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9 January, 2022

Q&A with Torres and Cape HHS chief executive Bev Hamerton

Cape York Weekly editor Matt Nicholls interviews the region's health boss to discuss the challenges of fighting COVID-19.

By Matt Nicholls

Cape York was rocked over the Christmas period when the first cases of COVID-19 were reported in the community. The chief executive of the Torres and Cape Hospital and Health Service BEV HAMERTON last week gave half an hour of her time to Cape York Weekly editor MATT NICHOLLS to discuss the challenges ...

MN: The health service had no cases of COVID up until a couple of weeks ago with the Omicron variant. Do you feel like that clear run is now giving you an advantage?

BH: I definitely do. We’ve got vaccination rates up above 80 per cent in a lot of communities now and above 70 per cent in a great group of communities.

And then we’ve got a few that are worrisome. We will concentrate our efforts on those few that are worrisome very early in the new year, as well as starting the vaccines for those aged 5 to 11.

So vaccinations in terms of dose one, dose two, and dose three, are going to be a real focus for us, and then we’ll start those children’s vaccines as well.

The other thing is we’ve got is really good, well thought out, rapid response plans in place.

And having had 100 COVID presentations, we’ve had the opportunity to do early testing of those rapid response plans.

And they’re working. So you’re pleased about that.

We’re also pleased with the relationship that we’ve developed with the mayors and the council chief executives who represent their communities on the local disaster management groups.

We meet with them weekly and have been doing for months. And we have established good working communication and a good relationship about how we’re all in this together.

They have come forward and offered us assistance in the social sense of looking after people when you’ve got COVID in community so, yes, only eight days in from our first case, but we’re pleased with how things are going.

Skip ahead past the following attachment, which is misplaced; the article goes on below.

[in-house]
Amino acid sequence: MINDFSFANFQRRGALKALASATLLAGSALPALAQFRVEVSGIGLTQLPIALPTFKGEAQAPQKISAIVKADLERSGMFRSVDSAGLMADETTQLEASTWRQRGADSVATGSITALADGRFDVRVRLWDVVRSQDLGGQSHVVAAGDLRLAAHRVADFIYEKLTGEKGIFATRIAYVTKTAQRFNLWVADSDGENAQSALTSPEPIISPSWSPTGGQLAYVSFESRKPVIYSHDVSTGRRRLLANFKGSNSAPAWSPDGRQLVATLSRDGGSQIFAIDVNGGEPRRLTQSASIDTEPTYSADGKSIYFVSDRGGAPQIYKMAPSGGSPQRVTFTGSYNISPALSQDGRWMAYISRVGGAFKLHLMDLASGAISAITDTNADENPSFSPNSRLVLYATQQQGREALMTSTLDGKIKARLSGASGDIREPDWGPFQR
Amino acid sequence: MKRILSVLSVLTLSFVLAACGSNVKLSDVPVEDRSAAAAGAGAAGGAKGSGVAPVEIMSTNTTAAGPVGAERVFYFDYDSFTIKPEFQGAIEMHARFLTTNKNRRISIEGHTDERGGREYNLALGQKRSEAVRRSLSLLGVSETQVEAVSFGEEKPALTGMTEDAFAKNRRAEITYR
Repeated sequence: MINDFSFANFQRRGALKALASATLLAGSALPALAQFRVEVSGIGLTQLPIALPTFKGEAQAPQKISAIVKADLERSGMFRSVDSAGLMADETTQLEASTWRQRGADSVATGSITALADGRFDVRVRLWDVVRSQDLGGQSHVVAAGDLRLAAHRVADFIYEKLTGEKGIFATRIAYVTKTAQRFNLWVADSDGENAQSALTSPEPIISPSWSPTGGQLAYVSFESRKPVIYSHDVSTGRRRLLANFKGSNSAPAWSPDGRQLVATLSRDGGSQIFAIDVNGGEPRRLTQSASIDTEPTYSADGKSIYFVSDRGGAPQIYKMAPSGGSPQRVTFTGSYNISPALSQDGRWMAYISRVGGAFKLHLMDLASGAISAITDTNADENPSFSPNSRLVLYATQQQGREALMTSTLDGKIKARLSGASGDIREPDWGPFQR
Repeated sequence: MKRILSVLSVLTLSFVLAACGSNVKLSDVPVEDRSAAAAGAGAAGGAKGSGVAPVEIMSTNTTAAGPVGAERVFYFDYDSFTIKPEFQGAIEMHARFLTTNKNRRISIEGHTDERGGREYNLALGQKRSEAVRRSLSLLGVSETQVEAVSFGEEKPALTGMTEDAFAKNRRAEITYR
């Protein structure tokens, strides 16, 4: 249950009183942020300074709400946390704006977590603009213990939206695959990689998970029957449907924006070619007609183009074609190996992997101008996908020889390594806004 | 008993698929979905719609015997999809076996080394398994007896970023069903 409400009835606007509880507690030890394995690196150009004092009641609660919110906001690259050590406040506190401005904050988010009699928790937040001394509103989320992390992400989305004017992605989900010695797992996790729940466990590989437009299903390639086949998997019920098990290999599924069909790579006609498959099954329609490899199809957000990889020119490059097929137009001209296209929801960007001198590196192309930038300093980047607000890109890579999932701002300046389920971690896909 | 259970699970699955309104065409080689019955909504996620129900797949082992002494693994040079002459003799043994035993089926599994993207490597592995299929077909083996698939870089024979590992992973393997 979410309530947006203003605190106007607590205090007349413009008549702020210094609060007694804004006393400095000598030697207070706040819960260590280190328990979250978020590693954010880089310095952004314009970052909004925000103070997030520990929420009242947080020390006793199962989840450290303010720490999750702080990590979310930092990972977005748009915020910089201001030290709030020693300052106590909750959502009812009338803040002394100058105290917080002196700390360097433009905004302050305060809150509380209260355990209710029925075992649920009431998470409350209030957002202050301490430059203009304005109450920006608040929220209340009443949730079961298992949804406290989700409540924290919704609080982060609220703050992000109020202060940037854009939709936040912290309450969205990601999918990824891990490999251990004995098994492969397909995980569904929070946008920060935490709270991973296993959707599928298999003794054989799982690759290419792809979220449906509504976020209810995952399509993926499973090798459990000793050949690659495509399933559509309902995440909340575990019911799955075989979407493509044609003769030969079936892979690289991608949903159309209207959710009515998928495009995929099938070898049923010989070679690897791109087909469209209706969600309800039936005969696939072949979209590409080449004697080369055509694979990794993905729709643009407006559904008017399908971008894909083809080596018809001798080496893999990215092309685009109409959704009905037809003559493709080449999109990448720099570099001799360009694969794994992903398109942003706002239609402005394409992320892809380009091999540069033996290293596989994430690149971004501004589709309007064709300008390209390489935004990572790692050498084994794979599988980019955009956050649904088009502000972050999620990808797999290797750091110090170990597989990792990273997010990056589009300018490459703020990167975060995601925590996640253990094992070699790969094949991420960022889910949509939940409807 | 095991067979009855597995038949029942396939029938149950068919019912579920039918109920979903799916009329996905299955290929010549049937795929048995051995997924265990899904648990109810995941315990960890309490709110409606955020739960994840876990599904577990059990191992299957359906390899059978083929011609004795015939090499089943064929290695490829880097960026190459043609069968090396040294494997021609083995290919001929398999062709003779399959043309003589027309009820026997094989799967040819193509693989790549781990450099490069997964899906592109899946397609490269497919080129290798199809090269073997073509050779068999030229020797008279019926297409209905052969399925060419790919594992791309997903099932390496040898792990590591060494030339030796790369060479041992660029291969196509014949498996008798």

Now that Omicron has arrived in the Torres and Cape, you can start making projections about the spread of the virus. What should the public expect in the coming weeks and months?

I think that if you look at NSW, Victoria and south-east Queensland over the last couple of weeks, you will see that isolation has not worked in slowing the spread of Omicron.

So I think that we need to recognise that most people are going to get an Omicron infection at some point in the next few months.

Given we started on December 28, we’re looking at our peak to be possibly in February, maybe in the first couple of weeks of March.

If you go on what the world is doing, you see that the peak arises rapidly and then falls rapidly because you’ve got good community immunity – herd immunity – plus the vaccine.

That projected peak will tie in with school going back, which I’m sure is a challenge in itself. You mentioned the ages 5 to 11 before – they are currently unvaccinated against COVID?

That’s right. So we were able to do the 12 to 16 age group last year and we’ve done well with our vaccination rates in each community.

The permission (for 5 to 11s) came through from the TGA just before Christmas.

Queensland’s effort at vaccinating 5 to 11s with pediatric doses will start on January 10, and we will as well.

Will that be done through the schools?

Yes and no. We’ll try and get as many vaccinated before school returns.

We are working closely with Apunipima and the RFDS. They’ll be helping us make sure that we’ve covered as many kids as we can. They need parental consent.

I just want to change slightly off-topic to the actual cases. As we speak, there are 108 active cases. How many of those do we think are from community transmission in the region?

At the moment they are mostly from arrivals. But we are starting to see community transmission, mostly in the hub sites of Weipa, Bamaga and Cooktown.

And then there are the cases in Lakeland.

I don’t want to name any properties, but it’s quite obvious from the numbers that Lakeland is a farm case. I’ve been told those who are infected are isolated from the community. Is that fair to say?

We’ve been working with the farm managers out there around the public health processes that need to be put in place for those workers who are working.

We’ve had very good cooperation from the farm managers.

There is no health clinic at Lakeland, how are those farm workers being tested?

I think four people went to Cooktown to get tested.

Once we knew about the confirmed cases, we kept them on the property and started sending health teams out there to do testing, keeping them on the property.

You have major health centres on Thursday Island, in Bamaga, Weipa and Cooktown, but you also have health clinics in just about every community. What sort of pressure has there been on the health service, not just in the last couple of weeks but in the past couple of years?

It’s been a constant battle to get the right amount of staff into each clinic consistently.

We have ups and downs where we’ve got good staffing levels everywhere and then, five minutes later, you’ve got an a number of people who have finished their contract or leaving or whatever else. So it’s been swings and roundabouts.

There has been a shortage of staff all over Australia because people normally would come from New Zealand and from other places to work.